Beware of the Drama Triangle

How’s the drama level in your organization? Are people happy, energetic, and excited about the work of the business? Instead, do you see lots of:

  1. Low-energy people who avoid your glance
  2. Whispered conversations
  3. Secretive third-party, closed-door meetings?

If so, beware of how much of your organizational energy that could be focused on having fun and making money is being sucked into that black hole called the Drama Triangle. The Drama Triangle comes from therapeutic circles and looks like this: 

The drama starts when people are unhappy and they become discouraged thinking they may never be happy in the environment in which they find themselves. The three positions on the triangle are Victim, Persecutor, and Rescuer, and it’s important to remember that they are always subject to a rapid switching of roles that looks a lot like the “musical chairs” game you may have played as a child.

For example, while I’m sure this could never happen in your organization, perhaps you tend to be a perfectionist who can be overly demanding, and you are overly harsh with a valued employee. If you had a history of this kind of behavior, she might begin to see herself as a Victim who is stuck in a bad situation which she doesn’t have the power to change (even though you and I know better, right?). She starts to think of you as a Persecutor whose main focus in life is making her miserable.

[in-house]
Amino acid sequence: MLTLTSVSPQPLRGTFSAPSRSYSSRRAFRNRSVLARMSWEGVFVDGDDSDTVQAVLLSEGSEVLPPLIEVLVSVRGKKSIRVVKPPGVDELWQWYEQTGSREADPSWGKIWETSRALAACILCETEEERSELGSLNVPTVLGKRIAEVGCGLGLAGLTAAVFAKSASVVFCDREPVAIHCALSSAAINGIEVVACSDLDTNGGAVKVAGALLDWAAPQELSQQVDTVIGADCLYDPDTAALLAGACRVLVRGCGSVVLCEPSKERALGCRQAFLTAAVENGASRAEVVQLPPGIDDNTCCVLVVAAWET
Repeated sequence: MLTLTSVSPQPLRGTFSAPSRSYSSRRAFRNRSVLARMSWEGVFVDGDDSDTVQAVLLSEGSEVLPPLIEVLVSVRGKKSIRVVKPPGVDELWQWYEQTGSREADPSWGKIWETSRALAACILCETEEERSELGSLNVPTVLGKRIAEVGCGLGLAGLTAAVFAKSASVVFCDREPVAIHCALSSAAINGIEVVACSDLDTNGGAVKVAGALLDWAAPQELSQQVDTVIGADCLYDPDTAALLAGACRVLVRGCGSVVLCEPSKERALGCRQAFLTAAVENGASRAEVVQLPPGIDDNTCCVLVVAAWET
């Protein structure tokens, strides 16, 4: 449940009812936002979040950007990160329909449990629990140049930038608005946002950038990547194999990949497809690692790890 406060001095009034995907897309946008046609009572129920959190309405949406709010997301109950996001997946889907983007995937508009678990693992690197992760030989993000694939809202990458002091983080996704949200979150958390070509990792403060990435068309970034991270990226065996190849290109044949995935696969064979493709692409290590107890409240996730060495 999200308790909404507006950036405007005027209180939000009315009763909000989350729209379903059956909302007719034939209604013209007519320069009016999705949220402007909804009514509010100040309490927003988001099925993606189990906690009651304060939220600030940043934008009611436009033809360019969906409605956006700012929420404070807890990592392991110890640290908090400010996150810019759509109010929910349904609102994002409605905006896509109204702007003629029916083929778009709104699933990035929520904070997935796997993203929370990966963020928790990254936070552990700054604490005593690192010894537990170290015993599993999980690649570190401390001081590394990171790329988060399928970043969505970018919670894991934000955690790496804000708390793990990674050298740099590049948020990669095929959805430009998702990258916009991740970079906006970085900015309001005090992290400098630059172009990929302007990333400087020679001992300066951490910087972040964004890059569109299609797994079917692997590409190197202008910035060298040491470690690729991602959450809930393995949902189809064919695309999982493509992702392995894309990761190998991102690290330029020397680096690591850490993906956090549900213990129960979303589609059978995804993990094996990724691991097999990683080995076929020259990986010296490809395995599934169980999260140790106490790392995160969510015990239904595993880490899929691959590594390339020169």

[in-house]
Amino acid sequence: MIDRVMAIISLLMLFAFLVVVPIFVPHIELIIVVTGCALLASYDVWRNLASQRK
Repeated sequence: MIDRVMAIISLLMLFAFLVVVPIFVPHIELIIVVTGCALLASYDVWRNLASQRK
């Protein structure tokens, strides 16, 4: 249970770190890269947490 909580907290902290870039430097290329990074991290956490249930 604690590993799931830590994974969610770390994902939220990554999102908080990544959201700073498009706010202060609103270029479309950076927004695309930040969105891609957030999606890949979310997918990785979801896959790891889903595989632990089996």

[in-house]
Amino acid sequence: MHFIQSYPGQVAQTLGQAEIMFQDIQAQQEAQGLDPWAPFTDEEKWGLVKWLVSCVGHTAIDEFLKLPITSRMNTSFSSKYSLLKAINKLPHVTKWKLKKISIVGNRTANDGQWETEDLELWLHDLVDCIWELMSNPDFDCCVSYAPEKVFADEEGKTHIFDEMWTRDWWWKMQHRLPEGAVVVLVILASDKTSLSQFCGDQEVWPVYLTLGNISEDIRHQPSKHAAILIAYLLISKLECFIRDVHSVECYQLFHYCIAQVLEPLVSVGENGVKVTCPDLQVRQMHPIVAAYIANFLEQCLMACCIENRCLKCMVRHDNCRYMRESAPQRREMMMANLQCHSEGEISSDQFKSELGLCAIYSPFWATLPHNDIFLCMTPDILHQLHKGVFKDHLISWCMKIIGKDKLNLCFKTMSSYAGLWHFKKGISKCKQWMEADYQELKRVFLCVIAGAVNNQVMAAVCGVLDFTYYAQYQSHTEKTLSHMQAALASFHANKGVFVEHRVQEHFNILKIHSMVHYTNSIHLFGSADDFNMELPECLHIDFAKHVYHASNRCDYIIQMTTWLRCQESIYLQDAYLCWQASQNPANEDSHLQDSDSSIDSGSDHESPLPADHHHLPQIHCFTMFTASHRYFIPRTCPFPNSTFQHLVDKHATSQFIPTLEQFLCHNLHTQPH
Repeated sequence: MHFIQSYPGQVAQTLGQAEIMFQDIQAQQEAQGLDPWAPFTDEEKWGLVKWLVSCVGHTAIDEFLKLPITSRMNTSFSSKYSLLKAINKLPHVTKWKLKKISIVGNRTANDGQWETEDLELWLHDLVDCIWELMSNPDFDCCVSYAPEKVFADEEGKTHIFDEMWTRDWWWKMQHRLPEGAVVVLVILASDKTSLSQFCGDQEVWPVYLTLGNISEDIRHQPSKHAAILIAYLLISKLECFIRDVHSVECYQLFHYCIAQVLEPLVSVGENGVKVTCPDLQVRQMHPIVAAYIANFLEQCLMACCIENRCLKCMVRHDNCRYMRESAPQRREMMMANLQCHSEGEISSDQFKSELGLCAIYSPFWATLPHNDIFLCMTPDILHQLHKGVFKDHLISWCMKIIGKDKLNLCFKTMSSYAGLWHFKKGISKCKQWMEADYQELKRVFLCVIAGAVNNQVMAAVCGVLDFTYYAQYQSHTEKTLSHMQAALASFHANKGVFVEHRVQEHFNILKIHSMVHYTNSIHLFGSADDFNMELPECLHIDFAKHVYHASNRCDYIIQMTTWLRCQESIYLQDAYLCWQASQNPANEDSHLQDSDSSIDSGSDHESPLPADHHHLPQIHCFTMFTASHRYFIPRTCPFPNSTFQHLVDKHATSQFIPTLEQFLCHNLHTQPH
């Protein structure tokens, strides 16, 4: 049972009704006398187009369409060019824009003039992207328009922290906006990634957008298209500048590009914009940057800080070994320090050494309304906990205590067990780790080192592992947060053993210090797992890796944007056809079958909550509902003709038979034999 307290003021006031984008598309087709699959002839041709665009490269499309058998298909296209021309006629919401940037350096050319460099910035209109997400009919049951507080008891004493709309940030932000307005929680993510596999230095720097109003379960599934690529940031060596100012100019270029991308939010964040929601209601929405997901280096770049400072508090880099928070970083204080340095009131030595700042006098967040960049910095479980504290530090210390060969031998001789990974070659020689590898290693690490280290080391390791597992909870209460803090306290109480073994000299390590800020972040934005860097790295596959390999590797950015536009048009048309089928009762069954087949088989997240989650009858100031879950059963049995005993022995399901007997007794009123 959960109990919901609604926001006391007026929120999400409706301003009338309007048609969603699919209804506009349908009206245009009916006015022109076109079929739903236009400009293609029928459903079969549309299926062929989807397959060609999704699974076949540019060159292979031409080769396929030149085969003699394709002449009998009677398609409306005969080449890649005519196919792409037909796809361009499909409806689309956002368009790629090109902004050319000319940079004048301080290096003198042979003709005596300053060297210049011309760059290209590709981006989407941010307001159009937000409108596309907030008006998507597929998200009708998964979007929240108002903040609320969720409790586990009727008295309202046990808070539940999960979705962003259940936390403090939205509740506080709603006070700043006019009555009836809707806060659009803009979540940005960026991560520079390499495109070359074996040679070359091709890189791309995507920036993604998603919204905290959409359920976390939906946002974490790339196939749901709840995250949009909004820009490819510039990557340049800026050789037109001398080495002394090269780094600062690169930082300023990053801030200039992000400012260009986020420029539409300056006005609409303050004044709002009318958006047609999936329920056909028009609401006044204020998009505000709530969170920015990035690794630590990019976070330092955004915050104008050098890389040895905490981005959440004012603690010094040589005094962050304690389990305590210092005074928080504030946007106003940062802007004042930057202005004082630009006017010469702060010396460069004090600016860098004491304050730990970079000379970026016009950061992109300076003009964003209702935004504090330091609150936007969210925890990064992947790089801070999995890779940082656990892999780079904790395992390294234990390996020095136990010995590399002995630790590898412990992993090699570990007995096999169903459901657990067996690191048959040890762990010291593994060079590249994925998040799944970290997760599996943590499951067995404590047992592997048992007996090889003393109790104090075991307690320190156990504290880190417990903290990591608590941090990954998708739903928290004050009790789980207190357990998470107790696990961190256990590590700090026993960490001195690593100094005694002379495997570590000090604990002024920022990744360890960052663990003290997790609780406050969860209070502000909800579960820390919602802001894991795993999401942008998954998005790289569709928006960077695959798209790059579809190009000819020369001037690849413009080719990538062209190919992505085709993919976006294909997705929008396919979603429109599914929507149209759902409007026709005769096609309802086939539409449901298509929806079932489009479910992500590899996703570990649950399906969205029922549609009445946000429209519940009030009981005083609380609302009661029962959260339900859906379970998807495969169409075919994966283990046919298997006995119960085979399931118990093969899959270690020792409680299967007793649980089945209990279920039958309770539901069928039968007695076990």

Then one day, another employee tells her about a comparable job with your fiercest competitor. Tired of being persecuted, she quits in a huff and goes to work for them, does a great job, and takes away a significant portion of your market share. Now your former employee has become the Persecutor, your other employee has become the Rescuer, and (yes, you guessed it) you have become the Victim.

I’m thinking it would have been wiser to create an organizational culture in which people can be happy and successful and avoid all the drama…

Techniques
  1. Hire people who are happy and assertive.
  2. Create an organizational culture of high-performance where people can be happy and successful consistently.
  3. If you see a lot of “drama” around your organization, determine the causes (it couldn’t be you, could it?) and correct them ASAP so everyone can get back to having fun and making money.
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